Budgeting: Finding Extra Money In Your Established Budget

Here are a few ideas that will help you go through your budget to find that extra money you may need for new expenses or just to have a little breathing room at the end of the month.

It is a strange phenomenon that many have not only witnessed, but experienced in their own lives. You are about to purchase your first new car and you sit at the dealership signing paper after paper wondering where in the world that three, four or five hundred dollar car payment is going to come from. Maybe you and your spouse are expecting your first child and have tormented yourselves with the fact that you will need to have a lot of extra money for diapers, food, clothes, education funds and the like for that new baby. Or perhaps your spouse has been laid off and you are terrified that your lunches and dinners will now consist solely of ramen noodles and water until your spouse can secure a new job. Suddenly, though, in all three of these situations, you balance your checkbook and things are fine. You are still able to have dinner out a few times a week and money isn't as tight as you thought it would be. What happened? Where did all the extra money come from? You were sure your budget would be a little tighter.

It is true when they say that necessity breeds innovation. Somehow, subconsciously, you have tightened your own budget in different ways to make way for newer expenses. You may be thinking to yourself, "Well, this all sounds great, but I'd rather not sit and wait to get pregnant or get a pink slip before I start fixing my budget!" Then read on and learn about some ways you can find that elusive extra money in your budget now.

All Those Small Things DO Add Up

How many of us get that cup of coffee in the morning on the way to work? If we go to the high-end coffee places, that cup of coffee or mocha may run anywhere from $1.50 to $4.00. Even if we visit the local gas station, that cup of coffee will still run you a buck. Say we do that five times a week, four weeks a month. That is twenty coffees and anywhere from $20 to $80 a month. We can run these same calculations with any of those small things we buy on a whim during the day like candy bars, chips or sodas from the vending machine. If we buy one soda a day for seventy five cents and we do that twenty times a month, that's $15. Many of us tend to ignore these "small" expenses because they ARE small expenses...if you do them only once. Add them up and it's quite another story. Wake up five minutes earlier every morning and brew your own coffee or buy your own snacks and drinks and take them to work. You will be surprised with how much you can save. Try even for one week to stop yourself from purchasing these small items. Anytime you stop yourself, put that money you would have spent into a jar and see how much you can accumulate in seven days. It's amazing and will make you think twice about shelling out a few coins a day.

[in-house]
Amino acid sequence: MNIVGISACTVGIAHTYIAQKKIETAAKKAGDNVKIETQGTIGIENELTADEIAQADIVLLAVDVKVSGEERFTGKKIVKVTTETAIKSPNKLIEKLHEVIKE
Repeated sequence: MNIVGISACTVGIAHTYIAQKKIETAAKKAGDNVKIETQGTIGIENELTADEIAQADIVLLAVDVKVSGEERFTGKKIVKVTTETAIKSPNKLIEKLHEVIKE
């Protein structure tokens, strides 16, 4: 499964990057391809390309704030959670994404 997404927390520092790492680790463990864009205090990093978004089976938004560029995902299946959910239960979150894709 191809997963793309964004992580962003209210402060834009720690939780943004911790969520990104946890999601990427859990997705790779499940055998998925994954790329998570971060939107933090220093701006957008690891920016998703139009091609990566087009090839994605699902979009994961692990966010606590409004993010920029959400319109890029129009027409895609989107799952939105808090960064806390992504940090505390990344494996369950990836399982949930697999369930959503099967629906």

What ARE Necessities?

You may have the high-end digital cable with ALL of the movie stations, sports stations and news stations your heart could ever desire. Make a list of those shows you actually watch. For most people, you would be surprised at how many stations you actually watch a day. I've known people with hundreds of channels who will usually really only watch three or four of those channels. Cut back on your cable or, if you're too busy to actually watch a lot of television, eliminate it altogether. That could be anywhere from $40 to $150 a month.

You may be one of those people that LOVES to subscribe to tons of magazines or buy the newest CDs, movies or books. Drop these habits and go to the library. Most libraries usually have several magazines they subscribe to, as well as all of the newest book releases. Many libraries also have video libraries you can rent from for free. Instead of rushing out and buying all books, all movies and all music, give them a test drive first at the library. If you REALLY want to own that book, CD or movie after having it read, listened to or watched, then shell out the money for it. At least this way, you save a couple of bucks a month by "screening."

I guarantee many people would vote that their perfect night out would consist of taking in a movie. Instead of going to that movie every week and paying anywhere from $6 to $10 for the movie and then $10 to $20 dollars for refreshments, find a discount cinema or wait for the movie to come to video. Better yet, wait for that movie to come to your local library!

Keep track of your insurance premiums, especially for your auto and home. For most people who pay monthly, these types of insurance are recalculated once or twice a year. Call in at least once a year to find out if there are any discounts you can qualify for. If they are unwilling to negotiate better premiums, shop around with other insurance companies and find out their rates. Nine times out of ten, your own insurance company will be willing to negotiate if they know you are shopping around. Do the same with your credit cards. While it is not recommended to keep switching around credit cards and transferring balances (for credit reasons), call your companies and ask to negotiate the interest rates.

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